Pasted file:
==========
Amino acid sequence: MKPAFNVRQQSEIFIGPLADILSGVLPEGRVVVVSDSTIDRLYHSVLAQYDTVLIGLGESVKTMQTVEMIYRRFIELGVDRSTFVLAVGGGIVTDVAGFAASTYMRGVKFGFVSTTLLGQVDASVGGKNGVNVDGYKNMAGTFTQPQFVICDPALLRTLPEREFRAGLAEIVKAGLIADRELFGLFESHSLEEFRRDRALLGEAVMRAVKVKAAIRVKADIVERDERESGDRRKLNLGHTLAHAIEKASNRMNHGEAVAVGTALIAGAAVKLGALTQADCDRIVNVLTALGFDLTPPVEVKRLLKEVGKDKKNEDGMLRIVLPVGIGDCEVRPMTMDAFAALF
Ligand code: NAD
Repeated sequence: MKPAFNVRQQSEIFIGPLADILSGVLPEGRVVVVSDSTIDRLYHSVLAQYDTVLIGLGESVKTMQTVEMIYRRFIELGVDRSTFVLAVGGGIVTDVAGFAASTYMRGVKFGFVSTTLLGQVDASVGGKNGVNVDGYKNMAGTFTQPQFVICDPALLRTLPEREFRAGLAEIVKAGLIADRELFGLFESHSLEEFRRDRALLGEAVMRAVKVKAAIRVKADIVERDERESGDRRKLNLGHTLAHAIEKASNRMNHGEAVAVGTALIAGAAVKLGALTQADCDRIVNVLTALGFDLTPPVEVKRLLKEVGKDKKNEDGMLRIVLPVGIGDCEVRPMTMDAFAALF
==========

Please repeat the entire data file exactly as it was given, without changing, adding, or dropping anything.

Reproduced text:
Amino acid sequence: MKPAFNVRQQSEIFIGPLADILSGVLPEGRVVVVSDSTIDRLYHSVLAQYDTVLIGLGESVKTMQTVEMIYRRFIELGVDRSTFVLAVGGGIVTDVAGFAASTYMRGVKFGFVSTTLLGQVDASVGGKNGVNVDGYKNMAGTFTQPQFVICDPALLRTLPEREFRAGLAEIVKAGLIADRELFGLFESHSLEEFRRDRALLGEAVMRAVKVKAAIRVKADIVERDERESGDRRKLNLGHTLAHAIEKASNRMNHGEAVAVGTALIAGAAVKLGALTQADCDRIVNVLTALGFDLTPPVEVKRLLKEVGKDKKNEDGMLRIVLPVGIGDCEVRPMTMDAFAALF
Ligand code: NAD
Repeated sequence: MKPAFNVRQQSEIFIGPLADILSGVLPEGRVVVVSDSTIDRLYHSVLAQYDTVLIGLGESVKTMQTVEMIYRRFIELGVDRSTFVLAVGGGIVTDVAGFAASTYMRGVKFGFVSTTLLGQVDASVGGKNGVNVDGYKNMAGTFTQPQFVICDPALLRTLPEREFRAGLAEIVKAGLIADRELFGLFESHSLEEFRRDRALLGEAVMRAVKVKAAIRVKADIVERDERESGDRRKLNLGHTLAHAIEKASNRMNHGEAVAVGTALIAGAAVKLGALTQADCDRIVNVLTALGFDLTPPVEVKRLLKEVGKDKKNEDGMLRIVLPVGIGDCEVRPMTMDAFAALF